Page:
Quad-Core with Defective Core?

By Scott Ferguson  |  Posted 2008-03-27 Print this article Print

AMD spokespeople have said that the company's technology, such as its Direct Connect Architecture, which directly connects the cores together and allows for better communication between the memory controller and the I/O, enables AMD to create triple-core chips instead of following the standard one-, two- and four-core models.

However, some analysts say the tri-core is a quad-core processor with a defective core shut off and repackaged. This approach would give AMD better yields from its manufacturing facilities, since chip defects, especially inoperable cores, are common.

In addition to tri-core processors, AMD will roll out four Phenom X4 quad-core models-9850, 9750, 9650 and 9550-that have clock speeds ranging from 2.5GHz to 2.2GHz, 2MB of L2 cache and a shared 2MB of L3 cache. There is also the Phenom X4 9100e model, which runs at 1.8GHz but works within a 65-watt thermal envelope.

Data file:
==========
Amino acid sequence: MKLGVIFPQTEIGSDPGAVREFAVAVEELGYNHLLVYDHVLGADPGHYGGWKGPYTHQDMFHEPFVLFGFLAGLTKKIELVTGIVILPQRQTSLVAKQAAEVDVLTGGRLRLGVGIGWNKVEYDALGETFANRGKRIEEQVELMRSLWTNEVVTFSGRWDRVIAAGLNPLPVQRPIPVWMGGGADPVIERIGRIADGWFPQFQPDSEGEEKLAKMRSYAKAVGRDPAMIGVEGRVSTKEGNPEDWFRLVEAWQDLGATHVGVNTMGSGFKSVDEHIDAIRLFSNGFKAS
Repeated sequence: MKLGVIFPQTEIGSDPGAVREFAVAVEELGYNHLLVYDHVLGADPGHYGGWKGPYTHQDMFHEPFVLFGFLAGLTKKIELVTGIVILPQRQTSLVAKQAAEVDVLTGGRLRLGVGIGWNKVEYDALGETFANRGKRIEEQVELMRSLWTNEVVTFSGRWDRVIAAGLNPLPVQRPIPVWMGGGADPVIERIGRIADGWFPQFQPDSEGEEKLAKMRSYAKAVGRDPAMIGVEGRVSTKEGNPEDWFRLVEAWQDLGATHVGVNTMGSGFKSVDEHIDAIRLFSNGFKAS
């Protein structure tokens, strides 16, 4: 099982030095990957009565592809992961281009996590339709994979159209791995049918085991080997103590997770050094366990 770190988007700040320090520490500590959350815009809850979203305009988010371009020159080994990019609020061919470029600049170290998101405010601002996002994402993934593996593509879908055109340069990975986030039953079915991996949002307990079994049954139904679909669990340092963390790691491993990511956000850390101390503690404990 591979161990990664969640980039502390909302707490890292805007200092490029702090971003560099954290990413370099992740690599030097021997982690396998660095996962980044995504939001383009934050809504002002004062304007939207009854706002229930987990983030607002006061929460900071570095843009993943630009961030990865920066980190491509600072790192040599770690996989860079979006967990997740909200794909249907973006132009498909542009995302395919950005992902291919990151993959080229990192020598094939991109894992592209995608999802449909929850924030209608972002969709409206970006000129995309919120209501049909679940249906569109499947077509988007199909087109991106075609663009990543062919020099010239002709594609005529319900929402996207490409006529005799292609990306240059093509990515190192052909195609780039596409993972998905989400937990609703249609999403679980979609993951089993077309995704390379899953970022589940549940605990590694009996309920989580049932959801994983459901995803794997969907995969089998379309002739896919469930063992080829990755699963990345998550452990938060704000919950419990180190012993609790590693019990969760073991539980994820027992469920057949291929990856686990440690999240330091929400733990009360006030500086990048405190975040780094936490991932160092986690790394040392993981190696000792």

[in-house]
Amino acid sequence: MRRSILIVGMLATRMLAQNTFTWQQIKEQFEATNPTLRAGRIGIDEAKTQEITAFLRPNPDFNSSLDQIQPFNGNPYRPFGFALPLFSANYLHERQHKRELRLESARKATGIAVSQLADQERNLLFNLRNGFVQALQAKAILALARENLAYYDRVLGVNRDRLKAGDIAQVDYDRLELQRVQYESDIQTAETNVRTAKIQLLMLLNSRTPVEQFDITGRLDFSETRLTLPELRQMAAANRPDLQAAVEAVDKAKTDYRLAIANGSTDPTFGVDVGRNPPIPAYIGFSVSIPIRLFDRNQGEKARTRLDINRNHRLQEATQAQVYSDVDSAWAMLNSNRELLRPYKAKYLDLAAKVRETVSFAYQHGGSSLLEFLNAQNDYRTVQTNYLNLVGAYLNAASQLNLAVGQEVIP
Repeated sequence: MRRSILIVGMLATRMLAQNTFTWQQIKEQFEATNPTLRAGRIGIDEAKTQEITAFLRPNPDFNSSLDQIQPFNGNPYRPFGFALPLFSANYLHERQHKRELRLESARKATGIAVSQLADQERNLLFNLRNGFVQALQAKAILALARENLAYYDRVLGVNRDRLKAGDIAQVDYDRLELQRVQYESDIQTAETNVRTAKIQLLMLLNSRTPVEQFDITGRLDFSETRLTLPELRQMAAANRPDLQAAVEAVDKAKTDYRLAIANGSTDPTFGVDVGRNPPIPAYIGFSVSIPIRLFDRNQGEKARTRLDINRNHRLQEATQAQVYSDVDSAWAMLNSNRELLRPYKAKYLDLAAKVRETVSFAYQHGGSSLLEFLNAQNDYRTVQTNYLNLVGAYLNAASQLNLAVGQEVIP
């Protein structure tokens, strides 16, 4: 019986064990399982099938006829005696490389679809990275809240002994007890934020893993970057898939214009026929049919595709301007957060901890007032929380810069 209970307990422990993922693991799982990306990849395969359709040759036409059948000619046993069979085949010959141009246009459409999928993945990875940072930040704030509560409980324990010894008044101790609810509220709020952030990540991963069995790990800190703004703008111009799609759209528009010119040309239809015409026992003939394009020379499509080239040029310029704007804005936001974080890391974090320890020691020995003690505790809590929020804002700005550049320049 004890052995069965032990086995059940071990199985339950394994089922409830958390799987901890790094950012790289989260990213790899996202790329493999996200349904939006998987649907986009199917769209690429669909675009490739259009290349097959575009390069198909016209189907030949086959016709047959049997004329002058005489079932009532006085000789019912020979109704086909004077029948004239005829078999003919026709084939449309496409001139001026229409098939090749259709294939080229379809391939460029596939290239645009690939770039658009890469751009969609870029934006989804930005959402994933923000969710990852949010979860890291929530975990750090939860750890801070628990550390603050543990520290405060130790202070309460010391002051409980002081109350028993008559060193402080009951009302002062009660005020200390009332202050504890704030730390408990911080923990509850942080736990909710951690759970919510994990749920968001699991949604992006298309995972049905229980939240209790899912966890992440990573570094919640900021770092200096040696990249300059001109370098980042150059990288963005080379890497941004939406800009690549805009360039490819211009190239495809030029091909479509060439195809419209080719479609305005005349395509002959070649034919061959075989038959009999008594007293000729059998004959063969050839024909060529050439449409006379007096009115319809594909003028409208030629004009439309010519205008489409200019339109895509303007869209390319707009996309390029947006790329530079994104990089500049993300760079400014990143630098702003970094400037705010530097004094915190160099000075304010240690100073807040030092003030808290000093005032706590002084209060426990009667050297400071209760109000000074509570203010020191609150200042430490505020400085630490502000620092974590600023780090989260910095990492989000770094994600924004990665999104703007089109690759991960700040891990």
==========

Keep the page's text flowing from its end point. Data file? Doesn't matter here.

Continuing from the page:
It now seems likely that AMD's quad-core processor will hit 3.0GHz sometime later this year, when the company makes a switch from a 65-nanometer processor to a 45-nm manufacturing process, which should give the chips a 20 percent performance boost. AMD has said that its triple-core chip will offer 30 percent better performance than more standard dual-core processors.

Read more here about AMD's 45-nm manufacturing process. 

Intel already offers several models in its Core 2 Extreme line with four processing cores and clock speeds as high as 3.2GHz. The company does not offer a chip with three processing cores.

AMD is planning to pair the Phenom X3 processors with its own 780 series chip sets, while the quad-core chips work with the 790 series chip sets. The company is also offering a choice of ATI graphics chips.



Submit a Comment

Loading Comments...
Manage your Newsletters: Login   Register My Newsletters

Rocket Fuel